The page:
Freddie Kitchens is now just a day away from the first game of his NFL head coaching career.
Said debut presents more than a few obstacles for him to overcome. The obvious examples are taking on the increased responsibility that comes with being a head coach, while also trying to bring the Cleveland Browns their first Week 1 victory since 2004.
To me, though, he has an even bigger hurdle in front of him than those. Kitchens’ biggest challenge this Sunday is ensuring the message he’s been preaching all offseason – that the Browns are not in a place where they can win games just by showing up – got across to his players.
For Kitchens, this is the most important aspect of Sunday’s game. The entire football world is looking to see how the Browns handle their newly-granted contender status. Taking the field with the assumption they’re just going to dominate would be the wrong approach with that.
Unfortunately, some believe this is exactly the kind of vibe emanating out of Cleveland right now.
— Paul Kuharsky (@PaulKuharskyNFL) September 5, 2019
No, this doesn’t serve as proof the Browns believe they’ve already beaten the Tennessee Titans before we even get to the coin-toss. That said, it does highlight how dangerous it would be if this were the case.
For Kitchens, preventing this from taking place is his first big test as head coach. After all, we’ve seen plenty examples of what can happen when the Browns open the season looking unprepared.
To be fair, he’s been saying all the right things since being promoted this winter. After all, this is the same man who once said “Yeah, our roster looks good on paper. Whoopdee-hell.” Kitchens has long insisted that there’s no reason for hype, that the Browns haven’t won anything yet.
This thought process was hammered home further through August, as he put his team through lengthy, grueling practice sessions for the better part of training camp in an effort to toughen them up for the season ahead. Kitchens also insisted that it’s his job to get his players prepared and, if they weren’t, he’d be to blame.
While that’s all well and good, we’ve yet to see how this translates on game day. Ensuring it does is a task which will make his head coaching debut even more daunting.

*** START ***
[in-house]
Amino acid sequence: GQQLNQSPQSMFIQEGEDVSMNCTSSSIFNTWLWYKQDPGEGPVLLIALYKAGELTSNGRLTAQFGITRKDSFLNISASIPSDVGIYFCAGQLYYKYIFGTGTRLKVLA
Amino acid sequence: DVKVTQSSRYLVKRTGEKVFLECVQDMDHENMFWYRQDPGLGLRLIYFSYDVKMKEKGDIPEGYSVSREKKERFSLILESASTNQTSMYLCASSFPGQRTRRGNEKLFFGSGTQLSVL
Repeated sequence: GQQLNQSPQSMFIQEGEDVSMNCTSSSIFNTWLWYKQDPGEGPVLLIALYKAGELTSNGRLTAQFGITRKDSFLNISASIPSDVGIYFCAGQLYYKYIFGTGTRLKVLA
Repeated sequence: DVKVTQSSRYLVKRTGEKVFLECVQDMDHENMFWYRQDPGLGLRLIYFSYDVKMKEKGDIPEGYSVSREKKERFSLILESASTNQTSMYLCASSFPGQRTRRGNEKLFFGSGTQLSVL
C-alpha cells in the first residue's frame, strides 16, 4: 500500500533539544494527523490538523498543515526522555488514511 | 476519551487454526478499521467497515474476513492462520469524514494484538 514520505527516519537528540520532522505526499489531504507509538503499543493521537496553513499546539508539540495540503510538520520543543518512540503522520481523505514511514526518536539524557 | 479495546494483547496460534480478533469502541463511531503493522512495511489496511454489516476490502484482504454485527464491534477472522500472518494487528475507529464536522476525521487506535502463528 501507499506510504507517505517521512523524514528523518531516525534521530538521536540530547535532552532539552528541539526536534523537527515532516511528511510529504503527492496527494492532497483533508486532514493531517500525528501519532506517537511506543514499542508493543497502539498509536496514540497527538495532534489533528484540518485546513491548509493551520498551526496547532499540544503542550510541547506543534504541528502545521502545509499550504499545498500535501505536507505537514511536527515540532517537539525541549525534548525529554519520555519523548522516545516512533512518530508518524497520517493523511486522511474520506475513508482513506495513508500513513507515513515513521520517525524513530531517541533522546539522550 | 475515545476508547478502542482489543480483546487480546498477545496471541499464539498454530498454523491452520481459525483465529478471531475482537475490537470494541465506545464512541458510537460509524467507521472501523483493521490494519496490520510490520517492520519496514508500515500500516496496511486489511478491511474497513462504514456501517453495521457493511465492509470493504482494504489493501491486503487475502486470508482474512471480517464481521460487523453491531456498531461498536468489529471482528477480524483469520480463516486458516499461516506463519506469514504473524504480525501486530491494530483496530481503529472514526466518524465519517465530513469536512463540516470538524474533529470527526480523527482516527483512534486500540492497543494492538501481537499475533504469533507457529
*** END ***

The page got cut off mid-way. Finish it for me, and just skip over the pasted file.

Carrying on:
As Kitchens said, getting the Browns fully prepped for this newly brightened spotlight is on him. It’s his job to prove the hype, which he’s been dismissing for months, isn’t a distraction for his team.
Failing to do so will not only result in Kitchens’ tenure getting off to a rough start, it’ll also bring with it questions about his ability to coach this team.
Unfair as it may be, that’s life in the NFL for new head coaches. The second it appears as though they’re in over their heads, waves of scrutiny start heading their way. It’s tough to believe Kitchens, the man leading a team which has been the talk of the entire offseason, will be immune to something like this.
Again, he’s been saying the right things ever since he won the job. Provided the Browns hit the field Sunday looking fully prepped and ready to live up to their hype, there will be no reason to doubt his ability to keep his team from getting caught in its headlines.
However, this is far easier said than done. That’d be the case even for seasoned head coaches, much less rookies.
For Kitchens, the challenge starts Sunday. Tennessee will be the first of many teams looking to prove the Browns have been over-hyped, a task made far easier if Cleveland heads into this game assuming it’s already decided.
Kitchens insists that won’t be the case, that his team is ready for the season ahead. Should that be the case, there’s no reason to doubt the Browns’ ability to kick off 2019 with a win.
If not, if his constant insistence that his players have tuned out the hype was just talk, then, as he said, he’ll be to blame. I’m willing to bet more than a few people will be quick to take him up on that if Cleveland gets its season off to a bad start.